A few selected journalists were invited at Laguna Seca for a session aboard the M lineup available in the United States. The attraction of the day was not the 1 Series M Coupe as one would expect, but rather an autonomous BMW 330i.

The car was first used at Nurburgring, but recently made its way to BMW’s Technology Office in Palo Alto, California, where a team of dedicated and intelligent BMW geeks have adapted the driving style of the 330i to the Laguna Seca race track.

The autonomous car is built on the standard production of the 330i model, but the software underlying the vehicle is quite special. The car uses a built-in GPS, a signal booster and accompanying repeater (increasing bandwidth and accuracy down to the centimeter), a custom map of the track and a trained driver to showcase the perfect racing line.

The BMW 330i Track Trainer learns the course and can teach racing drivers or customers the optimal way to approach curves, speed lines or hairpins. The feedback to the driver can be delivered in real-time through a display mounted on the center console showing how close the car is to the optimal line while in control.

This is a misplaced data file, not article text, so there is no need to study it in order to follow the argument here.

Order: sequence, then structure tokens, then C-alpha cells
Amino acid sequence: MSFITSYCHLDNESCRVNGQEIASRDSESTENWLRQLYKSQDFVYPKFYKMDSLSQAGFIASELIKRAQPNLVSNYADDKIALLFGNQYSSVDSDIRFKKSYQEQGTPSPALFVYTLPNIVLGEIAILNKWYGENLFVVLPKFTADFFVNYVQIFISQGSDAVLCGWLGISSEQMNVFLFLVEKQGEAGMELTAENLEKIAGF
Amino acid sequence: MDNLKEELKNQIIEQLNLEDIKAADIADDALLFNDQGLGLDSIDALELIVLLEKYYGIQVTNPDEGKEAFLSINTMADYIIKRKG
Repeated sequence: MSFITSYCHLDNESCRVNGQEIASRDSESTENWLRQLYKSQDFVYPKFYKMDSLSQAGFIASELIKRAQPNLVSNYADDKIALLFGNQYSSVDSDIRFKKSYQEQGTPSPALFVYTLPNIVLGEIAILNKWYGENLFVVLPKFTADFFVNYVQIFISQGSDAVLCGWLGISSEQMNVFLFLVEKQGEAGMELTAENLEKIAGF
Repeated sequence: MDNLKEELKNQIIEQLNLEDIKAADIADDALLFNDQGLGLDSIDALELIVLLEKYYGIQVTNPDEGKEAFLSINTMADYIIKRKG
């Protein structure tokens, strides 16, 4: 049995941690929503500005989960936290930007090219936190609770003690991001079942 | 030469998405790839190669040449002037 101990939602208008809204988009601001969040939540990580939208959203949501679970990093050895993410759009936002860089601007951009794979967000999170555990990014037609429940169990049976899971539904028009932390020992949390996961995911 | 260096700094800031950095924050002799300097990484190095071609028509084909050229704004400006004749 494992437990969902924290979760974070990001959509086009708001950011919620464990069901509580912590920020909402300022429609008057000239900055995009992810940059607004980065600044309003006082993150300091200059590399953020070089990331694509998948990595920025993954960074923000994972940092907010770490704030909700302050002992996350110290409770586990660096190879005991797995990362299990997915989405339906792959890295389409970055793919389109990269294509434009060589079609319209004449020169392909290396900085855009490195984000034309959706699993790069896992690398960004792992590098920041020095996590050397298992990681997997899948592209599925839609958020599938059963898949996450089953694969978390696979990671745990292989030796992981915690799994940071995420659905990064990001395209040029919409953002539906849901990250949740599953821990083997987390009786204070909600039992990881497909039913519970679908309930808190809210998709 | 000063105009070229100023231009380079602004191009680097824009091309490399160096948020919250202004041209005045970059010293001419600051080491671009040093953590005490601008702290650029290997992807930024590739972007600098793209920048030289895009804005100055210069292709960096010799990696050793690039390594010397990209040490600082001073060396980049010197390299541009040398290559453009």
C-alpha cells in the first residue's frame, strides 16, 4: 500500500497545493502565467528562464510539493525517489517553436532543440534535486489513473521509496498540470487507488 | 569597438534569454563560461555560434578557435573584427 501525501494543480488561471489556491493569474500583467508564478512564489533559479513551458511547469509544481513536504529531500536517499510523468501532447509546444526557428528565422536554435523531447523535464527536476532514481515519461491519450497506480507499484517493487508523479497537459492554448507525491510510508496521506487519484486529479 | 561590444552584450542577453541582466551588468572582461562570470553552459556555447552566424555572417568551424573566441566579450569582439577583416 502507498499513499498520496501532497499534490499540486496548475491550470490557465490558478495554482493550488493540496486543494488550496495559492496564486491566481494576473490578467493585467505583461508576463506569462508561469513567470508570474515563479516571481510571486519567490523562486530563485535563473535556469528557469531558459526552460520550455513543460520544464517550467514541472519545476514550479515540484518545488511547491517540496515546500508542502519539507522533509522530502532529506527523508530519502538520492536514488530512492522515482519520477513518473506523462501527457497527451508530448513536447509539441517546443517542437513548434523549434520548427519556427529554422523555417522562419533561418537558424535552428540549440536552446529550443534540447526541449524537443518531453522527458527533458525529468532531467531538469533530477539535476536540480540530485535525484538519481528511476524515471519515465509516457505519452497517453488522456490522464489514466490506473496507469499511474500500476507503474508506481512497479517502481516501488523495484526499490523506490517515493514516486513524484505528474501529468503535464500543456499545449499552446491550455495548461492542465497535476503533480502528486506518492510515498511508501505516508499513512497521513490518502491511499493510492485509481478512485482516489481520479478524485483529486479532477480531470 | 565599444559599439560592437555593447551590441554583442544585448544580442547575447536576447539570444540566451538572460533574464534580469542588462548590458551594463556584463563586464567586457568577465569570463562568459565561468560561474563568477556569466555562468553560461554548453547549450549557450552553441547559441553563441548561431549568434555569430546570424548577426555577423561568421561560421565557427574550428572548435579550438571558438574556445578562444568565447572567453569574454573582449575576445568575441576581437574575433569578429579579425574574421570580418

The software is made out of complex algorithm to determine theoretical grip, while wheel speed and spin sensors send data to the computers to interpret the exact amount of suspension load, power delivery and braking force necessary to keep it out of the weeds.

It its lifetime, the 330i Track Trainer has already accumulated 12,000 miles of testing.

The average lap times at Laguna Seca with the system set between 85- and 95-percent ran in the low two-minute range.

To experience the autonomous BMW 330i we jumped in the back of the car with Darren Liccardo, Senior Advanced Technology Engineer, BMW Group Technology Office, in the passenger seat guiding the drive through the process of…not driving the car.

The experience was quite unique and car performed as expected, and much better than we would have done on the track. Now if it can only be taught how to drift….